Sunday, May 13, 2012

Goodbye Winter, Hello Summer Training

Well, the forgettable yet still enjoyable winter 2011/12 appears to be drawing to a close given the recent weather and ever receding snowpack.  Plus, with forecasted highs in the 80s all next week, I feel it's time to start turning my attention more fully to the trails and the training required for the various races and mountain running goals.

I got a bit of a head start to that end over the last couple weeks with a few ski days sprinkled in. Below is a sample of my training log a la Mr. Krupicka.

Week Summary: May 6-12

Sunday AM: 1:00, 2400' ~Mount Wire
Quick early run/fast hike up Mount Wire from the zoo trailhead.  35 min up and an hour car to car.
Sunday PM: 1:45, 700' up 2000' down, 14.5 miles
Started up East Canyon to the top of Little Mountain and then down Emigration to Sugarhouse.

Monday AM: Ski 2:15, 3000' ~Mount Superior South Face
Went up with Jared to find his missing gear.  Went 3/3 then linked up patches of snow down the South Face.
Monday PM: 1:00, negligible vert, 7 miles
Ran around Sugarhouse Park taking turns pushing the stroller with Jessie.

Tuesday AM: Ski 6:53, 6100' ~Broad's Fork Twin Peaks 
Started up Deaf Smith Canyon with Josh Anderson and skied the NW Couloir of the Twins.  Maybe the last day in the Wasatch this season?

Wednesday AM: 1:45, 3300' ~Grandeur Peak
Had a leisurely morning up Grandeur with Josh Anderson
Wednesday PM: 38 min, negligible vert, 5.6 miles
Ran around Sugarhouse Park with Jason and Keith.  Felt surprisingly fresh.

Thursday PM: 51 min, 500', 6.5 miles
Went up Dry Ck after work with Jason and poked around some game trails before just sticking on the Shoreline.

Rest Day

Saturday AM: 3:45, 5000', 16.5 miles(ish) ~Grandeur Peak and part of Mount Wire
Started with Jason and Jared (back from injury!) from the park-n-ride on Wasatch and then ran up Millcreek to Rattlesnake/Pipeline/Church Fork to Grandeur Summit.  Saw tons of folks out getting after it.  Descended the west side then ran mostly roads to the zoo.  Went maybe 2/3rds of the way up Mount Wire before deciding to descend back to the zoo to make our 10:30 deadline (getting picked up by wife for child duty so she could get her run in).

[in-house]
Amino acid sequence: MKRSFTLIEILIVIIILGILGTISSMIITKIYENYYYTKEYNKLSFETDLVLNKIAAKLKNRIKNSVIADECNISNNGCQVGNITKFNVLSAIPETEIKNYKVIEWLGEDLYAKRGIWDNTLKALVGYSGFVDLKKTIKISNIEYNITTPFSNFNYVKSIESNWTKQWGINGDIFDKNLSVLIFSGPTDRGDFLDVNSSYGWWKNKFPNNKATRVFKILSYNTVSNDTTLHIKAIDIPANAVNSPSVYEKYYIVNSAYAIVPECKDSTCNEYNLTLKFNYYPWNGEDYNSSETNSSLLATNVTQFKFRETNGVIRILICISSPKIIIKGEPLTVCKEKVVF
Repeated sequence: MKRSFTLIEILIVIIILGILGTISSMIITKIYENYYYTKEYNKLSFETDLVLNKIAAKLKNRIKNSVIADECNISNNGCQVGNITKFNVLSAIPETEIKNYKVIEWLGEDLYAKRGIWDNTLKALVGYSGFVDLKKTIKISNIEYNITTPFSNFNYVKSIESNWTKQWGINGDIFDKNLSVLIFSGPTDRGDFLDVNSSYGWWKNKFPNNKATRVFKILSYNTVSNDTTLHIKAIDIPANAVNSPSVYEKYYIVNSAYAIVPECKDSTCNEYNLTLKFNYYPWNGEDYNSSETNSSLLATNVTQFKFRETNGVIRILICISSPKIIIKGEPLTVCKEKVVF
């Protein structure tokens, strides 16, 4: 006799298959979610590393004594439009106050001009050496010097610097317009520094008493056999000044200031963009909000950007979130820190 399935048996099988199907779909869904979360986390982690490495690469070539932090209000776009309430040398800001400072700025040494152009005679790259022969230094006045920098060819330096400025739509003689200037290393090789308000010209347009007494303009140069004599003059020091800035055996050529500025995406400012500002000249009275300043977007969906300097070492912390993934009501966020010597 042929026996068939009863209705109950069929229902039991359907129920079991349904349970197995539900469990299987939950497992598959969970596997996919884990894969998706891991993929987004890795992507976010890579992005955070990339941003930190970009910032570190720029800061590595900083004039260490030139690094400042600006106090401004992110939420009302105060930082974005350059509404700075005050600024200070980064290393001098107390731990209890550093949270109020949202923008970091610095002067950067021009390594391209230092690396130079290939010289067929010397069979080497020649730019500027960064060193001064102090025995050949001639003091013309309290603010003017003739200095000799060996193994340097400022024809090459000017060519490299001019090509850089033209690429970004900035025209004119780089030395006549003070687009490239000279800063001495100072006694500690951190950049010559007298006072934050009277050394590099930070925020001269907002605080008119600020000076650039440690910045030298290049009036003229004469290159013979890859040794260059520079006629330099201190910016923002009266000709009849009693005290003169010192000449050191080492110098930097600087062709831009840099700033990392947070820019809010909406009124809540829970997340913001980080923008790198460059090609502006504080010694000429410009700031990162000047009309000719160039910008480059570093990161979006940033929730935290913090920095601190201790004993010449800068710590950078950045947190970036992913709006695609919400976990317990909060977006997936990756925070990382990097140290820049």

Hours: 16:00
Vert: 21,000 (including ski ascents)
Mileage:  60ish + two ski days

Overall, thanks to a light work schedule,  I was able to put in a good block of volume (for me) last week but hope to be able to keep building over the next couple months.  For those interested, our informal Sugarhouse Track Club (more mountain running but track inspired) will be picking back up sporadically over the summer.  Let me know if you'd like to receive the typically last minute text invitations.

On a side note, Jason and I are lucky enough to now be part of the Dynafit Summer Team!  For those of you who didn't know that Dynafit has entered the mountain running scene, check out their new line here.  We are psyched and so far I feel the products are thoughtfully designed, high performing, and very functional.   Perhaps they may end up setting the standard as does their more familiar winter line.  Check back for reviews in the near future...

But for now, some pictures...

Nearing the Grandeur summit (photo by Josh Anderson)

I always run this fast all the way up Grandeur... (photo by Josh Anderson)

Running the lower flanks of Grandeur (photo by Josh Anderson)

Wednesday, May 9, 2012

Twin Peaks: NW Couloir From Deaf Smith

Last week, a quartet of my buddies skied the West Bowl of the Salt Lake Twins while I sat at home suffering from a case of food poisoning.  To make matters worse, they started from just off Wasatch Blvd and ascended Deaf Smith Canyon to the rising snow line.  For some, I'm sure that sounds idiotic, but I like the idea for the sport of it and had had recent conversations with both Chad and Jared about doing just that.

Choosing to make an attempt at the NW Couloir instead of the lamer, tamer West Bowl, I recruited the mirthful Josh Anderson, who happens to live 3 blocks from the Deaf Smith TH (note: I'm sure the West Bowl is awesome and perhaps the NW Couloir is the lamer, tamer line?).  Anyway, both lines are highly visible from the Salt Lake Valley and have been on my tick list for some time.